He still speaks.

Davin has gone to be with the Lord, the first memorial service is complete, friends and family have shared their stories and tears about the loss, the heartache, and the joy they had in knowing him. And in my heart there’s this sadness for the shining light, our brother, who is no longer with us. There is a kind of piercing finality to it that takes your breath away. He’s gone.

But as I think about it, amidst all the pain, there is also the truth that his story lives on to speak to us and to give us life—maybe even more than it did when he was here. Maybe his story, like our fathers’ before us, will always be an anchor for our hope. Maybe Davin is a lot like Abel.

By faith Abel offered to God a more acceptable sacrifice than Cain, through which he was commended as righteous, God commending him by accepting his gifts. And through his faith, though he died, he still speaks (Hebrews 11:4).

It’s a pretty amazing thing that Davin’s story of faith in the midst of cancer and death and loss is forever etched in the pages of the book of the faithful servants of God. He’s right there with Abel, speaking though he died; Noah, who hid himself in God’s Ark; Abraham, who received the promise; Moses, who counted the reproach of Christ as greater wealth than all the treasures of Egypt. And though they all died, they still speak.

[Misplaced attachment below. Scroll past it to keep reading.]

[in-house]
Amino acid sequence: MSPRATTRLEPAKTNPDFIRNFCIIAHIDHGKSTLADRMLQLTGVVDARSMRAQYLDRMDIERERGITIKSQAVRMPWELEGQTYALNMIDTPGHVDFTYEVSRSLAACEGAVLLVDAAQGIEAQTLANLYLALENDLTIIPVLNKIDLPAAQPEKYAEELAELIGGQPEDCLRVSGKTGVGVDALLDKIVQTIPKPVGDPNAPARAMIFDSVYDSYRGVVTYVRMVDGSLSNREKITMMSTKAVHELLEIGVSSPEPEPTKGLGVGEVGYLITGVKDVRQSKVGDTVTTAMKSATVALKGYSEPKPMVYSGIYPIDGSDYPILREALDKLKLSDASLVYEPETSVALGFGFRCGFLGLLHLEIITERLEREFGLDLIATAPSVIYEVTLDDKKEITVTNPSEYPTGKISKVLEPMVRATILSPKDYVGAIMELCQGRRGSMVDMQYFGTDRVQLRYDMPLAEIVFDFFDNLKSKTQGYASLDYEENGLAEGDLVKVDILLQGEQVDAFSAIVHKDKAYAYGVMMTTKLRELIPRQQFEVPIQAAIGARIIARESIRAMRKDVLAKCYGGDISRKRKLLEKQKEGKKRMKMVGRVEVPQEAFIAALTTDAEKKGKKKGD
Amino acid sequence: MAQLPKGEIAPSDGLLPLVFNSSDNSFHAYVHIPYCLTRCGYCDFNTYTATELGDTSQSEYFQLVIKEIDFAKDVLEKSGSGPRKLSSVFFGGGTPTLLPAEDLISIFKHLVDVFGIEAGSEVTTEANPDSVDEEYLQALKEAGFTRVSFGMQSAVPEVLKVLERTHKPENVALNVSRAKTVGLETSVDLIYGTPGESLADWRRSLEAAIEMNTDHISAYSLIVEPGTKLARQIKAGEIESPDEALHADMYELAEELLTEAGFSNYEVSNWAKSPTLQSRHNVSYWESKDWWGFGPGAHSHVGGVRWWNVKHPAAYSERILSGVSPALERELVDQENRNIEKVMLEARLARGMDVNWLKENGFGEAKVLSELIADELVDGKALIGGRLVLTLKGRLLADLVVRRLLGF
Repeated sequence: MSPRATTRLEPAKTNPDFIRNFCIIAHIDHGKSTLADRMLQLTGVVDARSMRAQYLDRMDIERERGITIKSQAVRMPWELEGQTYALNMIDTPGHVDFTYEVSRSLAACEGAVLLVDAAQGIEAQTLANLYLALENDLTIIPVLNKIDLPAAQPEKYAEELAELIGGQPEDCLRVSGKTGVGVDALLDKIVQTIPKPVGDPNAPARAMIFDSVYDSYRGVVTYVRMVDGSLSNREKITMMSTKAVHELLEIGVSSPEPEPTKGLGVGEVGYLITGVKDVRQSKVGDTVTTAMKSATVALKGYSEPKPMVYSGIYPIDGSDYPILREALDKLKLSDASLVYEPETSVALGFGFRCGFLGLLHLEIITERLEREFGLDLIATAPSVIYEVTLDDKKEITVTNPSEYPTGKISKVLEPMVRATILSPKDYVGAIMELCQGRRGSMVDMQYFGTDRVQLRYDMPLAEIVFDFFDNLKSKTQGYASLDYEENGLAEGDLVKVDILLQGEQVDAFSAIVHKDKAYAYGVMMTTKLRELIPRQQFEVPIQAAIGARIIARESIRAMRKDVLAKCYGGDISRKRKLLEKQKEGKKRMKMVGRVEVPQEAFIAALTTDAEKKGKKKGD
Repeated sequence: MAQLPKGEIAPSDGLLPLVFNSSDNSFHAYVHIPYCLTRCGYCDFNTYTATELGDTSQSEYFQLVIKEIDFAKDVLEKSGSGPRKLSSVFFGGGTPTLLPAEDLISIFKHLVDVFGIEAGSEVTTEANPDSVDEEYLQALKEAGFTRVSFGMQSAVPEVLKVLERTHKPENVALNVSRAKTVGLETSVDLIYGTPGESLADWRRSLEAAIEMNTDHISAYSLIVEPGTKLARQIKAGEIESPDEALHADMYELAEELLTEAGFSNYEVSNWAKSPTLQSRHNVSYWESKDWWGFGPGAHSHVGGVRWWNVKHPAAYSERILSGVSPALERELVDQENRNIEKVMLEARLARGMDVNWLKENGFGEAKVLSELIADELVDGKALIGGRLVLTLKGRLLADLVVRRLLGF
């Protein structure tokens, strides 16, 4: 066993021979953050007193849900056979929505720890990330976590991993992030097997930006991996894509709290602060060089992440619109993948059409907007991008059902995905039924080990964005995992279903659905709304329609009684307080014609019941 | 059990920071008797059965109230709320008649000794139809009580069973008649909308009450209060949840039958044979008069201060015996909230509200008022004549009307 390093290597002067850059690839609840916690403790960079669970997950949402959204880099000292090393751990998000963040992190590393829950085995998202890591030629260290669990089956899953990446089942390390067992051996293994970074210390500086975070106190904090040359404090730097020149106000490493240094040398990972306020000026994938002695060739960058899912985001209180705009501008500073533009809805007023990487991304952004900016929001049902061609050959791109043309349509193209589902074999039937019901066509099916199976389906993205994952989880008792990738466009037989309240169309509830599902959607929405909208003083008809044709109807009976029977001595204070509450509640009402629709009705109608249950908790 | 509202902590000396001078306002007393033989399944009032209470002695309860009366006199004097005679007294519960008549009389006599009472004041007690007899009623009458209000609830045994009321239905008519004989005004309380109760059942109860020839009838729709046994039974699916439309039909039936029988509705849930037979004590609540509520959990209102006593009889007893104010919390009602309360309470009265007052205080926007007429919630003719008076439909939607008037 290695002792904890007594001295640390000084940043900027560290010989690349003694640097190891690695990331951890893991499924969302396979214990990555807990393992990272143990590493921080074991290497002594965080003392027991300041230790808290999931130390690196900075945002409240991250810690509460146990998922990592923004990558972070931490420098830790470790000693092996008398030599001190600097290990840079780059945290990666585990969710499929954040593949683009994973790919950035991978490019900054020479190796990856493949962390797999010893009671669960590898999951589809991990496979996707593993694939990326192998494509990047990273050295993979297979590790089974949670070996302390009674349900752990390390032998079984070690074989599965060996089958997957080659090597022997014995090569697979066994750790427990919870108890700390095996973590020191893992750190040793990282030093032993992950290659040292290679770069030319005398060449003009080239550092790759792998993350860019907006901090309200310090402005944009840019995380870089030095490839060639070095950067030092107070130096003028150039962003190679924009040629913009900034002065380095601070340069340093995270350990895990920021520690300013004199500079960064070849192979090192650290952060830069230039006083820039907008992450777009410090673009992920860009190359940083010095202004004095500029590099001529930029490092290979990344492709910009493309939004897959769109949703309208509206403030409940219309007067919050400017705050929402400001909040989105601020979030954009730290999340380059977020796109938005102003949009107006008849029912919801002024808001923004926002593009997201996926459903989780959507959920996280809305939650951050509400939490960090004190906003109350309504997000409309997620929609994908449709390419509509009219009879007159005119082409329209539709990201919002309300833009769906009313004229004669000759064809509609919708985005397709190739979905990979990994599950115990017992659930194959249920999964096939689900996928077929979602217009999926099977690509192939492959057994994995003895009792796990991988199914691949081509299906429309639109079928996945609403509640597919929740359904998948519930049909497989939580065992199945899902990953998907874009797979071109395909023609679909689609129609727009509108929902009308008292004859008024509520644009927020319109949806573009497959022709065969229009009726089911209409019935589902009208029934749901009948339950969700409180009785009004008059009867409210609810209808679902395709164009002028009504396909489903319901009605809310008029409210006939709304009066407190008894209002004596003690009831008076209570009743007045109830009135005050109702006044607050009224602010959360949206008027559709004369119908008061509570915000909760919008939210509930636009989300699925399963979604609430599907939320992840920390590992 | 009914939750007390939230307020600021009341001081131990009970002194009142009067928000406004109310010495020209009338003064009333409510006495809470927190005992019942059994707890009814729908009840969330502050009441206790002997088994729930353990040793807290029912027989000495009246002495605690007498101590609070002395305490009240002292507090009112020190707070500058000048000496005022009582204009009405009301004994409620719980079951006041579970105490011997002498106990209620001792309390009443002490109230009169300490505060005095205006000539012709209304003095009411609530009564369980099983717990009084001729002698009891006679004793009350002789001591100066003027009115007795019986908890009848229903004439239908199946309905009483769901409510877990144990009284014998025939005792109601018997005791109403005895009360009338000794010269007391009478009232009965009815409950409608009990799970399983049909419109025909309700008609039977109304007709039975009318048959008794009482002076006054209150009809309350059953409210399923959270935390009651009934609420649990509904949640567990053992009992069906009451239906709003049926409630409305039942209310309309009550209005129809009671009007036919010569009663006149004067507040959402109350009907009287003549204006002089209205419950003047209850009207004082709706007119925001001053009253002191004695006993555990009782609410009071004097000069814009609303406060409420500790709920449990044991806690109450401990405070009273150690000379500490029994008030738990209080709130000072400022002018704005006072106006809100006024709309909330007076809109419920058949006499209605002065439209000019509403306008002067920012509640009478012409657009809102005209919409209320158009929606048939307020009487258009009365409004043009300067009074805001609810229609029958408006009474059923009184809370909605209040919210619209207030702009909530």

By faith Davin endured his cancer, counting death as gain because of the promise of an eternal weight of glory prepared for him at the right hand of Jesus. And though he died, through his faith, he still speaks. He was making it plain to his generation—to us—that he was seeking a better country, his homeland, even heaven, acknowledging that he was here on earth a stranger and an exile. Though he died, his story still speaks life to us today; it is a beacon and a call heavenward, a buoy for our faith until the day when we join him.

Davin is gone from us, that is true. But his story lives on forever in Christ’s book of those saints—many whose names we will never know, whose stories remain as of yet untold—who were found faithful seeking a better country. Like Elisha after he died, his death continues to bring us life (2 Kings 13:20), for it points us to the resurrection we have in our homeland.

Though Davin died, through his faith, he still speaks. Are you listening?

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2 thoughts on “He still speaks.

  1. Thank you (Jerilyn too) for coming to the memorial service Wednesday night. I think many of these posts you are writing are also a call heavenward! My 2 favorite sentences from this post are, “He was making it plain to his generation—to us—that he was seeking a better country, his homeland, even heaven, acknowledging that he was here on earth a stranger and an exile. Though he died, his story still speaks life to us today; it is a beacon and a call heavenward, a buoy for our faith until the day when we join him.”

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